(The following Manifesto was developed in the summer of 2011 during a residency at an allotment – “Art, Gardening, Politics & Cake”)
THIS MANIFESTO SHOULD BE PRINTED ONTO HANDKERCHIEFS AND GIVEN AS GIFTS TO PEOPLE SELECTED BY THE ARTISTS
MANIFESTO Inspired by Manifestos of DaDa and BlahBlah, this is an ironic penning that shouldn’t be needed.
Should artists sit and discuss “the problem with politics” when politicians are unlikely to debate “the problem with art”? Here’s one problem: Less than a quarter of MPs are women, but only 3-5% of art in permanent gallery collections is made by women and only 2.5% of artists in art reference books are female. Perhaps we need to address the balance at home before straying into another’s House – upper or lower. Perhaps we will. But we can get away with political discussions, because this is about all of us. We live in a democracy – and it’s right that we participate in this discussion.
I Represent: Politicians are the least trusted profession in Britain. The public vote for them, yet many feel they are offered an inadequate choice of candidates and that the political environment and the political system does not attract candidates that actually represent their communities. We would try to change that. We would stop anyone entering the political system via the GSCE-A-level-politics degree-GAP-year-political-internship-political-candidate route.
- Anyone wanting to stand as a candidate would complete a minimum of one year’s community service in his or her constituency. A minimum of seven hours a week working as a community level volunteer that MUST encompass a spell in an education establishment, a health facility, social services, police/prisons/ and one other relevant to their constituency. Where the constituency was home to a high number of immigrants, the candidate should spend a spell in the country of their origin – WHEREEVER this might be.
- Soft play, soft power – we would provide a crèche for children of MPs and staff and adults would be encouraged to spend at least some of the day in play
- Kick religion out of politics – we would get rid of the un-elected Bishops who vote in the Upper House, get rid of daily prayers, and cleanse both houses of religious icons and imagery. Non/multi-faith prayer/meditation rooms would be available
- Popular politicians, popular culture – All Palace screens would be tuned into to half an our of Britain’s MOST watched TV show every day at three o’clock
- We like the tea and cakes and the catering staff at the Palace and would keep them, encouraging a mass tea break at three for all whilst watching the tele.
- No more government cars (with the exception of the Prime Minister who would drive a Rolls Royce) – MPs would get a free bus and train pass.
- No more life peers – Instead introduce a-bit-of-life-peerages that last a decade instead of a lifetime.
- Make use of modern technology. Reduce expenses, by allowing MPs to dial into debates, and vote from their mobile phones. Remote working will encourage a more diverse range of candidates.
- Musical MPs – instead of daily prayers MPs will together sing the UK’s number one pop song using Karaoke on the voting screens. Bringing musical instruments to the Palace will be encouraged.
How it looks: We love talking about the aesthetics of politics and think this is where, as artists, we can offer the most valuable input.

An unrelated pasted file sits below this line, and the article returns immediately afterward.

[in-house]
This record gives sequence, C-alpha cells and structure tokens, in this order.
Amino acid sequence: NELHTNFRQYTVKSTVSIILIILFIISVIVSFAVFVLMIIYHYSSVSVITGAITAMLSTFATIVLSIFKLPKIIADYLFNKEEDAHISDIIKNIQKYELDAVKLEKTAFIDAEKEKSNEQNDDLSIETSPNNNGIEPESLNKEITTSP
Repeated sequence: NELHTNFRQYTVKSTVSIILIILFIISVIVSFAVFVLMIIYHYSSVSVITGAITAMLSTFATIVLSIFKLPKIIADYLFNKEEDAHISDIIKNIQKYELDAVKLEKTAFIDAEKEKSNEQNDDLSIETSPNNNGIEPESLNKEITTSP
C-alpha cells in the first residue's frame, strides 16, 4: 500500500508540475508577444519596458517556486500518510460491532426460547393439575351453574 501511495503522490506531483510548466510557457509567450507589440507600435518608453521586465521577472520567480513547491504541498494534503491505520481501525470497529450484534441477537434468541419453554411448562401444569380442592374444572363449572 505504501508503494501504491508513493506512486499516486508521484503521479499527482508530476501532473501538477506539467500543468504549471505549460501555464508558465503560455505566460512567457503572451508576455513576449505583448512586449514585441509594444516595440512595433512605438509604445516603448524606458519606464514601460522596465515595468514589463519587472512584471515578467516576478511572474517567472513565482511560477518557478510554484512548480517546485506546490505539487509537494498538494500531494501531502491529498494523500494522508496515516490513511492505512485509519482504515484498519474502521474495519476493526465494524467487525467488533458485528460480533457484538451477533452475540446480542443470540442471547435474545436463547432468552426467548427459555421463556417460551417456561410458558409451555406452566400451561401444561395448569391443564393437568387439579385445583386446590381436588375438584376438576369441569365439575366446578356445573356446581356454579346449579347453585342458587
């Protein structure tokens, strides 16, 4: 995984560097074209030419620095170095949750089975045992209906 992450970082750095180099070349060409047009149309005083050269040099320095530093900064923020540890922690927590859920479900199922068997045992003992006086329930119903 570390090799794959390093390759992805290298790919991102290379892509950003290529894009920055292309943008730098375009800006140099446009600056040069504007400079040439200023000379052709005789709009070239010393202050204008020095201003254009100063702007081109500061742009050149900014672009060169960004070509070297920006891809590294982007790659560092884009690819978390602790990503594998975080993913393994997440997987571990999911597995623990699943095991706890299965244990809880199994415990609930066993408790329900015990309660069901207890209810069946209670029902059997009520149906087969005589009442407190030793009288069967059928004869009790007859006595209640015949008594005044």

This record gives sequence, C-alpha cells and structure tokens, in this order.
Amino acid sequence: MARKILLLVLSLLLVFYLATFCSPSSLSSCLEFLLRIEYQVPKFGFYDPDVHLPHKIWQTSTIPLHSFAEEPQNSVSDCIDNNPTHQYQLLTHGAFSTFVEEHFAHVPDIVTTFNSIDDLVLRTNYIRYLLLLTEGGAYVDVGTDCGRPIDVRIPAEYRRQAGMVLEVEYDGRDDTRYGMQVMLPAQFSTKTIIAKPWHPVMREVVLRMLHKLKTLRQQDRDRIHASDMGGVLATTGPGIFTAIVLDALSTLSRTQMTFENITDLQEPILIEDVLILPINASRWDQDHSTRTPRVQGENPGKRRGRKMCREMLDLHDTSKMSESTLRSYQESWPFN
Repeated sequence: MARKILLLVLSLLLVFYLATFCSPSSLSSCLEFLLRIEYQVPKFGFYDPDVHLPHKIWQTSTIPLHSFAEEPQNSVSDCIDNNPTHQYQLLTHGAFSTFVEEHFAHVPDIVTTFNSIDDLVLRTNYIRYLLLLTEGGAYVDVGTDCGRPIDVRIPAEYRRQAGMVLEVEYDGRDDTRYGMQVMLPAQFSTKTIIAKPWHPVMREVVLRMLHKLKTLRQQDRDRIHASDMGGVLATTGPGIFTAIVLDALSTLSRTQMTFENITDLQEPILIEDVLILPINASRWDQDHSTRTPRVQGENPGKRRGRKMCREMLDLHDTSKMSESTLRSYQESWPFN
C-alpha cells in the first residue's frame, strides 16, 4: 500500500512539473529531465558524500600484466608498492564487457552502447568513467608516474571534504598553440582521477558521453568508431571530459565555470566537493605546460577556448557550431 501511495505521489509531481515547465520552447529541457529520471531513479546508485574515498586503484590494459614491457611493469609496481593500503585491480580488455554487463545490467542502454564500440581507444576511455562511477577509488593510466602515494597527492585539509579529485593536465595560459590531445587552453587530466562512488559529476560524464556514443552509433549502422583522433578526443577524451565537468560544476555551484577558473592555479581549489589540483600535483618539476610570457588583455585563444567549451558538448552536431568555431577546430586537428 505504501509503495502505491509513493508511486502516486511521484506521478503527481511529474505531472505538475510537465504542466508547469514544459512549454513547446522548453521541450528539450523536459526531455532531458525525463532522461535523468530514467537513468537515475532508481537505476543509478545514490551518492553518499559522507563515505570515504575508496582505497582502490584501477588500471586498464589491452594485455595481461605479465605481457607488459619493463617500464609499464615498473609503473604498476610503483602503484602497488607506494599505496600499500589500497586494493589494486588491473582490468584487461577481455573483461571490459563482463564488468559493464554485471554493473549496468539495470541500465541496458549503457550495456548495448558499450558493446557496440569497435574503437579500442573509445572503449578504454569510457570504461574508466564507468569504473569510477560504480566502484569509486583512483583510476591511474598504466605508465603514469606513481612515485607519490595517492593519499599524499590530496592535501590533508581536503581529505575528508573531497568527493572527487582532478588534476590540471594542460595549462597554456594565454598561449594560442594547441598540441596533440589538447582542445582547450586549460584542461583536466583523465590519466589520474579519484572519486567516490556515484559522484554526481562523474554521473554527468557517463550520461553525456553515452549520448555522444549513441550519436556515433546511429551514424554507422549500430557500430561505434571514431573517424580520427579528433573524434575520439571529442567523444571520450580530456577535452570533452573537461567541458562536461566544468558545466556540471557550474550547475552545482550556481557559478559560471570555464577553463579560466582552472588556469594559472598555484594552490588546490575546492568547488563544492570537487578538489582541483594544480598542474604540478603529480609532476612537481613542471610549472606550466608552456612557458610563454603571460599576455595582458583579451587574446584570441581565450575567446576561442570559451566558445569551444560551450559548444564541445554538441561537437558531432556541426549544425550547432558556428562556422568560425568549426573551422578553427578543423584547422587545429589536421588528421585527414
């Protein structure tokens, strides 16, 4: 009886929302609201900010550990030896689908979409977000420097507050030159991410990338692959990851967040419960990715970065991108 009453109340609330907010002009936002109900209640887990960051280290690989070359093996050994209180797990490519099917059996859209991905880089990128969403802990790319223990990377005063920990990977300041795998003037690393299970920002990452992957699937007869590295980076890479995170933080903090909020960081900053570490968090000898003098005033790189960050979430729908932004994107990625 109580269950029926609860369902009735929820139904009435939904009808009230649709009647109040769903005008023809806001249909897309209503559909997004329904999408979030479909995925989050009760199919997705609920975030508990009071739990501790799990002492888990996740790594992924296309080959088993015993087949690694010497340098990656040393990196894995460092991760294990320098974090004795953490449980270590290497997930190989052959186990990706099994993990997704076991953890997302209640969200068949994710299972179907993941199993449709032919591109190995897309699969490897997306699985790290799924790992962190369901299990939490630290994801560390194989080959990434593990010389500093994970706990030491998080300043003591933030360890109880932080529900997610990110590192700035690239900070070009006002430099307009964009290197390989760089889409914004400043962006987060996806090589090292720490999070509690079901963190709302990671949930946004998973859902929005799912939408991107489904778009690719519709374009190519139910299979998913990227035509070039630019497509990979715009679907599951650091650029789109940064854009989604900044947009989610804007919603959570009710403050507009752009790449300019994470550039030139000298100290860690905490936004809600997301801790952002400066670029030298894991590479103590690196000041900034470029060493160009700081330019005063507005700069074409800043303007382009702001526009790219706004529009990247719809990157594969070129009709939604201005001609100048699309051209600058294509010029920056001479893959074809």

The aesthetics of both House are overwhelmingly masculine. Hard edged. Somber. Traditional. Old fashioned. We like red for the upper house (which could be brighter to wake them up a bit) and the like green for the lower house. However phallic, we do like Big Ben. The clock performs a practical function (IE it tells the time well). Aesthetic changes would include:
- The removal of all old statues of men with swords into one single room. Anyone who wants to see old men with swords can visit the room. They will look good all together anyway. A Dr. Who episode could be made about them.
- The public entrance to the Palace is grim and dark. We could make it even more grim and dark. With wax-work models of every serving MP edging the room. They could light up when approached. When a new MP is elected he or she can be made out of the wax of their outgoing predecessor. Research shows that tourists like wax-work models.
- The portcullis logo should go. It signifies either a closed, barred gate = no access, or a group of elite locked up, stuck in a castle. Suggest an open door is used, if a door is needed at all.
- Positive discrimination against suits and ties. People would be encouraged to wear whatever they like – with the exception of suits and ties (and nudity). Inspired by the struggles of routing out apartheid in South Africa. This will take time, the rule would be reviewed in 10 years.
- A large screen will be erected in each debating chamber, to allow MPs and members of the House of Lords to dial into debates. At other times it could show good British movies.
- Hard benches should be replaced with arm chairs. Members would be encouraged to bring in a cushion from home. And the wool sack has out-lived its purpose (whatever that was).
- The paintings are too big and boring. We would advocate a complete audit of all portraits to ensure they are represent a balanced story of British politics (more women in the pictures maybe?) Consider photos instead of statues and oil paintings – they are cheaper – it’s people’s taxes we are spending.
- Art schools and organisations from each constituency could submit art work for display on a rolling basis. Prizes could be awarded.
- Outside the Palace, we would allow each constituency to set up a market stall selling the best of their local products. MPs would have to do a stint serving on their market stall. Stalls would operate as a community cooperative.
- Some of the Palace could be brightened up a bit with a lick of paint. One wall could be embellished with stone or brick from each constituent region.
Janice & Jaine